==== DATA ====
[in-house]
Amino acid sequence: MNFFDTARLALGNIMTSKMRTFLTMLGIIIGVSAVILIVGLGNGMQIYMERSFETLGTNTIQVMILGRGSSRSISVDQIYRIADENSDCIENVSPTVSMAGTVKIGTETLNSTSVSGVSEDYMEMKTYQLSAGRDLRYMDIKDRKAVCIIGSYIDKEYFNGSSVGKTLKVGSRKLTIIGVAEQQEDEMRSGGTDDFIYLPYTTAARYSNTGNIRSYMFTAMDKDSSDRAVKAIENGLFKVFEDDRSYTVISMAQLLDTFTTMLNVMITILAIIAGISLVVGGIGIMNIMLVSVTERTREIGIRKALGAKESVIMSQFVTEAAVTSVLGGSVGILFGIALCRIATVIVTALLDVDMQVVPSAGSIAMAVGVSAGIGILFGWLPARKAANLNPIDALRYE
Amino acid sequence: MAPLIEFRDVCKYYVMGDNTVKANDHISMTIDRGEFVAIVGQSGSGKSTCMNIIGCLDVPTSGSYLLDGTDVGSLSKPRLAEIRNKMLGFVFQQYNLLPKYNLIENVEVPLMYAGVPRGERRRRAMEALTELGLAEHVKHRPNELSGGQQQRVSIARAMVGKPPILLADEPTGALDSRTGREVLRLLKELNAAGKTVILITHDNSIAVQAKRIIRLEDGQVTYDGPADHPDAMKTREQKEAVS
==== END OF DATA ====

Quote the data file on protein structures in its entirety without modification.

[in-house]
Amino acid sequence: MNFFDTARLALGNIMTSKMRTFLTMLGIIIGVSAVILIVGLGNGMQIYMERSFETLGTNTIQVMILGRGSSRSISVDQIYRIADENSDCIENVSPTVSMAGTVKIGTETLNSTSVSGVSEDYMEMKTYQLSAGRDLRYMDIKDRKAVCIIGSYIDKEYFNGSSVGKTLKVGSRKLTIIGVAEQQEDEMRSGGTDDFIYLPYTTAARYSNTGNIRSYMFTAMDKDSSDRAVKAIENGLFKVFEDDRSYTVISMAQLLDTFTTMLNVMITILAIIAGISLVVGGIGIMNIMLVSVTERTREIGIRKALGAKESVIMSQFVTEAAVTSVLGGSVGILFGIALCRIATVIVTALLDVDMQVVPSAGSIAMAVGVSAGIGILFGWLPARKAANLNPIDALRYE
Amino acid sequence: MAPLIEFRDVCKYYVMGDNTVKANDHISMTIDRGEFVAIVGQSGSGKSTCMNIIGCLDVPTSGSYLLDGTDVGSLSKPRLAEIRNKMLGFVFQQYNLLPKYNLIENVEVPLMYAGVPRGERRRRAMEALTELGLAEHVKHRPNELSGGQQQRVSIARAMVGKPPILLADEPTGALDSRTGREVLRLLKELNAAGKTVILITHDNSIAVQAKRIIRLEDGQVTYDGPADHPDAMKTREQKEAVS